After handing out an unprecedented fine because a big telco kept screwing up the amount they charged customers, how should the regulator treat the auditors that failed to prevent that fiasco? By ensuring they get more work, obviously. That is the unfortunate conclusion of Ofcom, the UK’s comms regulator, per the new consultation it is running into consumer protection regulations.
Ofcom’s logic is not quite as perverse as I make it sound. The regulator wants to extend greater protection to customers because they spend an increasing amount on data, but existing audit rules exclude data from the scope of work done to assure billing accuracy. As Ofcom puts it in their consultation document, the reasons for extending the audit – formally known as the Metering and Billing Approval Scheme – is that:
Since we last considered the scope of application of the Metering and Billing Approval Scheme in 2013/2014, Ofcom’s complaints data shows a significant increase in the complaints related to the billing of data services. In light of this rise in the number of complaints and the progressive growth in the take up and importance of data services, our provisional view is that the Metering and Billing Approval Scheme should no longer differentiate between voice call services and data services and should become mandatory in respect of both.
They have a point. What they fail to mention is that there has also been a significant increase in the complaints relating to the billing of the voice services already covered by the regulation. So Ofcom’s proposal is to address the rise in complaints of overcharging by extending an audit scheme that already fails to address the rise in complaints of overcharging.
You have until 14th March to respond to the consultation, if you want. Ofcom proposes to make some other changes too, but none of them especially interesting. And you have almost no chance of persuading the regulator to fix any of the things they have messed up, because they have neither the competence nor the motivation to do better.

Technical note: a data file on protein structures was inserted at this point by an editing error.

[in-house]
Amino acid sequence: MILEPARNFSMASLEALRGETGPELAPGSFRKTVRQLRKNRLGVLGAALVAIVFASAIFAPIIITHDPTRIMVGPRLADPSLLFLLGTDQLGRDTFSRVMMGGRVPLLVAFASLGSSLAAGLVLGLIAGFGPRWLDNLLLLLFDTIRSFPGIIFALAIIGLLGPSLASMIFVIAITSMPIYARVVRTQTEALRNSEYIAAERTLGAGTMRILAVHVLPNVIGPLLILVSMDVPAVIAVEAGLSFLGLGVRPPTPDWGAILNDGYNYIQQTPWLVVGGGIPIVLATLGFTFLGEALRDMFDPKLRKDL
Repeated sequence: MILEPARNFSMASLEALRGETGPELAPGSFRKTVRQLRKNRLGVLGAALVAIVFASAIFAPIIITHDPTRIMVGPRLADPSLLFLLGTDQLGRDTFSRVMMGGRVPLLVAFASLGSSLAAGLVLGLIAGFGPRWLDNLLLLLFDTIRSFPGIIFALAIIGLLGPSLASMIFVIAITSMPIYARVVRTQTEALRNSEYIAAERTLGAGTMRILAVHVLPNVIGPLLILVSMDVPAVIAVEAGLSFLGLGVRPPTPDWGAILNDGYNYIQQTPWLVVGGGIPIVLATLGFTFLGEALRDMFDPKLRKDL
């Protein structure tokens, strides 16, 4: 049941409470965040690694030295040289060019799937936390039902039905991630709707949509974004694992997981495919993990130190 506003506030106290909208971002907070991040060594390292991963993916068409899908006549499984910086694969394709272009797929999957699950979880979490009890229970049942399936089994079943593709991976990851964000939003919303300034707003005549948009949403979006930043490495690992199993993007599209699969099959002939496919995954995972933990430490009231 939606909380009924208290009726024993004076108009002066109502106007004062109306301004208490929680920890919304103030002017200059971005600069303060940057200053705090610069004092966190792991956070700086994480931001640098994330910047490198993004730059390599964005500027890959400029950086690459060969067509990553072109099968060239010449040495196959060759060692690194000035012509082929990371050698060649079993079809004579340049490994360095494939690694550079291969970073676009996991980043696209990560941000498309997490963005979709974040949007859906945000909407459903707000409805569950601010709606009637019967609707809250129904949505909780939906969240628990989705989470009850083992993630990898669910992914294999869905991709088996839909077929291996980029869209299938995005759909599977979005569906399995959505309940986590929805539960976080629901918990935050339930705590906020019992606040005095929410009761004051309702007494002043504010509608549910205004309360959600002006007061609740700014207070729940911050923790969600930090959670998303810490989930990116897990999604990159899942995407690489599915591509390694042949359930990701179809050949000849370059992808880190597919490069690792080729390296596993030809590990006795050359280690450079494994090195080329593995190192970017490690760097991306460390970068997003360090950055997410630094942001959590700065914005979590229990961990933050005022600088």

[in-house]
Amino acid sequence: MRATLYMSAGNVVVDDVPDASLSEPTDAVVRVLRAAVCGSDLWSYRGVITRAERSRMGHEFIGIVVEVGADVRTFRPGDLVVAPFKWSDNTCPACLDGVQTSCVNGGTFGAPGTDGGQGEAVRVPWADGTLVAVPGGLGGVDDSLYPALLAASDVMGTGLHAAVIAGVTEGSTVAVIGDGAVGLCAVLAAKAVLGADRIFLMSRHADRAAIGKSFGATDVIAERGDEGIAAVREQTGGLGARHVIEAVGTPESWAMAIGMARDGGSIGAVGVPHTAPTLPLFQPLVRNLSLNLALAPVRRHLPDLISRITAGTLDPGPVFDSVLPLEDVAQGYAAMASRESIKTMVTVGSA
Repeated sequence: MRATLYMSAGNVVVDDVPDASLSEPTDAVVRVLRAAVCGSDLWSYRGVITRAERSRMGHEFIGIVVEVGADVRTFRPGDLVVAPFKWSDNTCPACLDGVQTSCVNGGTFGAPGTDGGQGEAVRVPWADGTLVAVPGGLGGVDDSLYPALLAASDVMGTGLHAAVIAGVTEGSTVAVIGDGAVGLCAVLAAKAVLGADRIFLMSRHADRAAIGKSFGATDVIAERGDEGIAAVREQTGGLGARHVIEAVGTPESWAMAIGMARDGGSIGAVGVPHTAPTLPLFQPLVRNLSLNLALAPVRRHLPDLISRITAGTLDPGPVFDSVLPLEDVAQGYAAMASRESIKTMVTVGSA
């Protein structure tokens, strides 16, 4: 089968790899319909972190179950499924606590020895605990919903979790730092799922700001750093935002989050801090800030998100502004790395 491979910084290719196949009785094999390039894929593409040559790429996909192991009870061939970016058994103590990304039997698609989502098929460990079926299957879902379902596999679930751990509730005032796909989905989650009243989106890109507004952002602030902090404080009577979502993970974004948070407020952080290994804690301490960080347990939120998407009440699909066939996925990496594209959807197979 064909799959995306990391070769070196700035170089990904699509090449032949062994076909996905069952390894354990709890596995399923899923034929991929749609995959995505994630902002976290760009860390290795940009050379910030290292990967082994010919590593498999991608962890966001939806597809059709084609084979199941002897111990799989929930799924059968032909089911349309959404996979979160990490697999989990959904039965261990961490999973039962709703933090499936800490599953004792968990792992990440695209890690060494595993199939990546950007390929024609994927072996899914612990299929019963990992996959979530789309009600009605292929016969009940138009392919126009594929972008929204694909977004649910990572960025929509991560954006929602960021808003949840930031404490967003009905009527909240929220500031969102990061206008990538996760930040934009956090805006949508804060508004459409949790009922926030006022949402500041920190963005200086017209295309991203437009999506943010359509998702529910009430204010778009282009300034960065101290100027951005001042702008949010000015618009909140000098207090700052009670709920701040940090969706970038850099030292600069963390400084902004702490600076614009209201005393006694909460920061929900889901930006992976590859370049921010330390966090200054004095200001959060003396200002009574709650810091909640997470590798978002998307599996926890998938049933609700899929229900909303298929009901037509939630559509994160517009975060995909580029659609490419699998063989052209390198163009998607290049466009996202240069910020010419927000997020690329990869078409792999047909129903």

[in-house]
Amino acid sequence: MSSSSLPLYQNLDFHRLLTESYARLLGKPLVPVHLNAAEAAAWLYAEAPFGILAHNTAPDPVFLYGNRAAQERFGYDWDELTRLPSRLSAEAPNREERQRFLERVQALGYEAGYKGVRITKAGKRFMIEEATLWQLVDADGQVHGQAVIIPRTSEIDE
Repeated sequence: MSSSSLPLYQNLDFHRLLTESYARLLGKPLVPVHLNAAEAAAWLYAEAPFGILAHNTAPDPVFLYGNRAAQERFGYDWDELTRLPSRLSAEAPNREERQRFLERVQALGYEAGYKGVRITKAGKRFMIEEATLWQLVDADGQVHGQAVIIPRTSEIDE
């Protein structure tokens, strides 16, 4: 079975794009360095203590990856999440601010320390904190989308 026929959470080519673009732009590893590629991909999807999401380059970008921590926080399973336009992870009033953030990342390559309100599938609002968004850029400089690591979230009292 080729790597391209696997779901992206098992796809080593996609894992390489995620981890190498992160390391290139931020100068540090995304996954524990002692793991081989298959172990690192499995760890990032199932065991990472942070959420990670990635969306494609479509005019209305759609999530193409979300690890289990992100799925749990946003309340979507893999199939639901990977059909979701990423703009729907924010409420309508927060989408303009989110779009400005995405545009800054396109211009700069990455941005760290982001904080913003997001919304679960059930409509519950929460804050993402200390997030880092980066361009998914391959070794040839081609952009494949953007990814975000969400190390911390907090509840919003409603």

Hi Eric, as you’d know the area of regulation for billing accuracy has held an interest with me for some time and for an unexplainable reason. The Australian equivalent code (ACIF518) by way of comparison has not been refreshed since 2006 and a casual inspection by an interested user will identify some gaps.
One thing I have learnt though is that billing complaints and billing accuracy do not necessarily correlate. Let’s not debate the many reasons why this is the case but I hope that Ofcom is clear on that an expansion of regulatory coverage alone is not the only method for improving consumer protection outcomes.
You already know my opinion on your Australian billing accuracy code: it is excellent, and far superior to the regulations in the UK. Furthermore, it was written by the Aussie telcos, which is to their credit. The UK rules are inferior because so many UK telcos lacked the motivation and/or competence to write the rules they should have applied to themselves, just to protect their reputations, irrespective of what outside bodies think. This left a vacuum which was filled by even more incompetent people imposing badly-written rules instead. So when you talk about ‘gaps’ in the Australian code, keep in mind that it was fairly recently that the UK code was watered down by the removal of important objective elements about testing and test results, because of an Alice-in-Wonderland logic which says less proper auditing means an even tougher standard! And what has happened since those ‘improvements’ in the UK code? Big scandals and fines – so you tell me if the changes had the desired impact!
You are right that billing complaints do not correlate to billing accuracy. But tell that to the useless UK auditors who put too much reliance on customer complaints to identify problems. If an audit scheme routinely relies on customers to spot errors, then the audit scheme is not fit for purpose. Instead of protecting customers, it waits for the customers to protect themselves, then tries to make work/paperwork whilst taking the credit for the customer’s efforts. It would be better to sack the auditors and use the money saved to pay customers an additional reward for every upheld complaint.
Ofcom is not clear on whether the expansion of regulatory coverage will improve consumer protection or not. That is because consumer protection is not a credible goal of a scheme that does none of the things needed to protect consumers. The purpose is to deflect blame; if something goes wrong, you cannot blame the regulator because they have rules which say nothing should go wrong. It never occurred to them that these rules are often too subjective, and compliance too poorly measured, for any of the rules to be enforceable before a lot of customers suffer the consequences of prolonged and significant errors.